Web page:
Sales Strategy · Product Marketing

Under what conditions should a startup white label their product?

Armand Sepulveda Co-Founder & CEO at Dycap Media Solutions, Inc

September 19th, 2016

My company, Dycap Media Solutions, develops software that automates cameras using facial recognition removing the need for camera operators. We are selling direct and have formed channel partnerships, that we really have to nurture since we are first starting out in the market.

We have been recently approached by a camera manufacturer that wants to white label our software and brand it as their own. We immediately see the benefits of volume but since we are a startup we are concerned about losing brand awareness. However is that really a big deal? Not to many people can tell you what Synaptics does but that doesn't matter to them very much. We also see camera manufacturers as our main potential acquirers and are concerned if this will burn relationships or will it bring Dycap necessary attention?

We have great market fit and a working technology, would love to hear general thoughts.
Growth-hacking isn’t about quick wins and shortcuts, although they exist. In this course, we’ll cover the six-step growth hacking framework, how to measure user retention for your business, how to increase engagement and retention, and a bunch of case studies.

Alf Poor Chief Operating Officer at Global Data Sentinel

September 19th, 2016

I don't see a lot of downside to it, assuming you find the terms to be fair. In the B2B space, you can expect to white label and I've been in several start-ups that got their early traction through being part of a larger brand product. Congrats.

Shel com I help organizations thrive by building social transformation into your products, your services, and your marketing

September 19th, 2016

Negotiate for acknowledgment on the packaging and in the marketing. Remember "Intel Inside" on IBM PCs and clones? Or when Yahoo announced that its search results were now "powered by Google?" Emulate them.

James Mentz CEO of Bit Cauldron Corporation

September 19th, 2016

Priority #1 is always to close the damn deal. As a white label deal you should assume that the "marketing value" of the deal is zero. You want Money. Make sure you get enough of it that the deal works for you.
It's not over. Next you are going to generate a "Case Study on how company XXX used Dycap Media Solutions facial recognition to remove the need for camera operators, allowing them to 1) use more cameras or 2) suspend cameras over the lava pit surrounded by fear gas or 3) all the metrics that authorize your future customers to spend their money on your product here, which always involve them making more money." Look at other case studies. Did they reference their customer by ticker symbol and get more publishes than you could ever get with biz wire? Imitate.
Then your team will make a rev 2, and you can get cocky and ask them for your Intel Inside logo. But you're not Intel, and many a b-2-b has died on a hill that is their me-inside logo.

Harald Steindl Mastermind at HST Consulting - Raising The Bar

September 19th, 2016

I find the idea with the "intel inside" thingie VERY good, Like it!
Also like the suggestion with the case study.Very important and way too often forgotten.

But in general: Go ahead and do it. You dont have that much to loose, right?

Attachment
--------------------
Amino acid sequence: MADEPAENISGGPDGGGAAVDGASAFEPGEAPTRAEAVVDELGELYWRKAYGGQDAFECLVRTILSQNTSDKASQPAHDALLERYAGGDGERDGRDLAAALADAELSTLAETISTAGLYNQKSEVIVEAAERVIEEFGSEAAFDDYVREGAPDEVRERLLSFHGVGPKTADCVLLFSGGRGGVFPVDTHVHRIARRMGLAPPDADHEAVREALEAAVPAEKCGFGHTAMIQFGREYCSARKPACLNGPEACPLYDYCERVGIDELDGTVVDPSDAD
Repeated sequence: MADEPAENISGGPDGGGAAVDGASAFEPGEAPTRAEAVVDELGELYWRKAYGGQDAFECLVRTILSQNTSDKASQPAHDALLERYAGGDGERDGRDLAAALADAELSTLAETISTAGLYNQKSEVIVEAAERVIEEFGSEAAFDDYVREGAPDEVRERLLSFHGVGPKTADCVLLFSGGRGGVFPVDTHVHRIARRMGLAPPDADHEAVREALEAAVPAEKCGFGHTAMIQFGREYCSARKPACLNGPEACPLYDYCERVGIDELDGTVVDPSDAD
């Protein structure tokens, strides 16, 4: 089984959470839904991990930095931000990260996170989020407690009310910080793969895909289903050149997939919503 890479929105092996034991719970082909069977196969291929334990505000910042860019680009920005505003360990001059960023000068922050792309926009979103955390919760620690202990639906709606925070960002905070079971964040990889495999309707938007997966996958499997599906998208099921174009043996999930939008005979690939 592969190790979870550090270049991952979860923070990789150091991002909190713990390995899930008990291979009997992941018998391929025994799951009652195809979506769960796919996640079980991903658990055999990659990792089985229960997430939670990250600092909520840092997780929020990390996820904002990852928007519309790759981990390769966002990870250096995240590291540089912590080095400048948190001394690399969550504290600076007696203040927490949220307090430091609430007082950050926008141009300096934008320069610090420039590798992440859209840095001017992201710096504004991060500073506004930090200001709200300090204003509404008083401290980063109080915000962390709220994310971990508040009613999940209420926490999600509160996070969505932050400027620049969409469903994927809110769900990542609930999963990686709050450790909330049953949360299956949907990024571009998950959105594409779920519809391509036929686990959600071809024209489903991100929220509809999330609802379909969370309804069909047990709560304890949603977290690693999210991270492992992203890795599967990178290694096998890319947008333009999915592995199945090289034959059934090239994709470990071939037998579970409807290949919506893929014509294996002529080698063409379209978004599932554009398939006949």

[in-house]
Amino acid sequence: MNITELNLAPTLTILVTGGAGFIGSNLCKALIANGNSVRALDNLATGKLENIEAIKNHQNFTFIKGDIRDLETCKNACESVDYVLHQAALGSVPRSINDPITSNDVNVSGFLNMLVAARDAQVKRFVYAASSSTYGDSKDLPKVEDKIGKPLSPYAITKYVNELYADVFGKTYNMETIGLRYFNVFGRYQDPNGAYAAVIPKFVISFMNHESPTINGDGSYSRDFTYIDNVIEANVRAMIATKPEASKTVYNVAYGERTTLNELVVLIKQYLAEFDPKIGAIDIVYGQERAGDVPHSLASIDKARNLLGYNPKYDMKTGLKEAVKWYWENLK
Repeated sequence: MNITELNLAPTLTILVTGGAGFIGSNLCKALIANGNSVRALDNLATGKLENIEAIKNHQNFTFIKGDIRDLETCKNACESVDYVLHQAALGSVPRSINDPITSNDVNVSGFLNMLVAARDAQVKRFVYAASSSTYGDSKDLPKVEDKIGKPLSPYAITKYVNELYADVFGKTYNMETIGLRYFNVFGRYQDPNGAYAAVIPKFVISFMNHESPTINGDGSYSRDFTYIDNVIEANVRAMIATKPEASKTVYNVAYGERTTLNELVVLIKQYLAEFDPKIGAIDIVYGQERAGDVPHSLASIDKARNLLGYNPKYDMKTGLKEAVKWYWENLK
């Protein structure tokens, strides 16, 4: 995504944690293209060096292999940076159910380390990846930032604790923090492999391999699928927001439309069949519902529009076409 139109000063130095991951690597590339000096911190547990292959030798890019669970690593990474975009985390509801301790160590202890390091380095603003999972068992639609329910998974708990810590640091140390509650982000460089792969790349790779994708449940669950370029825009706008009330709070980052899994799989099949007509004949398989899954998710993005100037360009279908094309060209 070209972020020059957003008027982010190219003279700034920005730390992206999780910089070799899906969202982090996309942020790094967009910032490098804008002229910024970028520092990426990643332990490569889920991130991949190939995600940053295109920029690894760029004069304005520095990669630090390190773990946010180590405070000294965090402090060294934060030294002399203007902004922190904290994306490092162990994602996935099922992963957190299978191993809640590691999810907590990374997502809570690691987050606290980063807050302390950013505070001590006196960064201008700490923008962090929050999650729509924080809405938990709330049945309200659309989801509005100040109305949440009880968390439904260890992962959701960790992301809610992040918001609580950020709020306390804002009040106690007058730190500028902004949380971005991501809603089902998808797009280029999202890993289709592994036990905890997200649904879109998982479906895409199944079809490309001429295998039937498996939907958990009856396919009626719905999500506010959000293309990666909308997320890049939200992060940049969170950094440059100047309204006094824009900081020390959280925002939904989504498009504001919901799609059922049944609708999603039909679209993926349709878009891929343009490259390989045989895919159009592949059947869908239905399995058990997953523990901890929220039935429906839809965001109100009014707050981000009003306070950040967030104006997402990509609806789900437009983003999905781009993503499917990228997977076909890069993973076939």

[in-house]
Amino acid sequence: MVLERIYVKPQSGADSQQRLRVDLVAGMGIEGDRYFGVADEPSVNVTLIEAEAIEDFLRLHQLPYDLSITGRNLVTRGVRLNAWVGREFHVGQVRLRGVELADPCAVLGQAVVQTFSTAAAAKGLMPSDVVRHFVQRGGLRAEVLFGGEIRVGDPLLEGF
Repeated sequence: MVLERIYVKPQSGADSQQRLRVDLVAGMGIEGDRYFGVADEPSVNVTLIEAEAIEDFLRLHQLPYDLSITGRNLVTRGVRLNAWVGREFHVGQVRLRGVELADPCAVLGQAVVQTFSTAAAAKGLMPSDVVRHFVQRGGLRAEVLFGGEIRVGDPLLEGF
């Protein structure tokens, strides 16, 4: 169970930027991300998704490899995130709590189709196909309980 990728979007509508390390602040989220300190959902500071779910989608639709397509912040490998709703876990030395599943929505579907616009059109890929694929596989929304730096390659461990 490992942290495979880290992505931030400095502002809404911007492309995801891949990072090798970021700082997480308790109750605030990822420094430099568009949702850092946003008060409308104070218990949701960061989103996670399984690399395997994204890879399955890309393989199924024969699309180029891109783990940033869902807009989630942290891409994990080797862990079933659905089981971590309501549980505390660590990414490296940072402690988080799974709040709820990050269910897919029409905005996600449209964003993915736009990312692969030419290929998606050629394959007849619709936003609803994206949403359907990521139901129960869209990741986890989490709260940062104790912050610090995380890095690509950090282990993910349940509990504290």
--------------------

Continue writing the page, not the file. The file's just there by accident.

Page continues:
Reg. terms: Whenever they demand (in your mind) unreasonable terms (like no intel-inside logo on their box OR exclusivity OR similar hand cuffs) you can always say: Well, if you want me to hug that much, you have to merry me. Which in business translate to: Buy me!

Jokes aside: Having a single customer is always dangerous, so fight for your freedom but be open for all sorts of partnerships.

Bob Snyder Editor-in-Chief, Channel Media Europe

September 20th, 2016

I am with James and Harald. You have nothing to lose and it's about the money. These are two of your most important commodities: freedom and money. If the camera maker wants to tie you up exclusively, that's a very different deal than if they want a license to use the product. My guess is you expected such an offer and you don't yet know what you want. You might dream of being the world's leading facial recognition software (the Intel or Synaptics in a billion dollar niche) but the first embedded deal pops up (like it should) and it worries you that might be swallowed up for a few million dollars. Money in hand versus a decade of hard work and risk ahead. That's why the advice from others here is so important. Like James says, it's about the money. Make the money in front of you...don't drop what you are doing in a long protracted negotiation...focus on the money you want from the camera maker and make the deal clear and swift. If, as Harald says, they want to hug you so much that they want to marry you, know your price. But always march forward and never stand still (or get pinned down) when these route-changing decisions pop up. They must be dealt with as parallel universes until they become reality.

If you have one camera maker ready to do this, there are others. Which begs the question: which camera maker would make the ultimate marriage--for your dreams as well as your wallet? This one might just be a customer. Nothing wrong with that. 

Armand Sepulveda Co-Founder & CEO at Dycap Media Solutions, Inc

September 19th, 2016

Thanks for the speedy post response Alf. We are definitely a B2B company.
Is it routine to possibly use both a white labeling strategy and a direct selling strategy?

Or is that generally a bad idea?

Sanjeev Tyagi CEO at Acorda Infotech Pvt. Ltd.

September 19th, 2016

Hi my opinion about this is you should not sell it any camera company rather start selling license based system to analytics companies. Regards Sanjeev Tyagi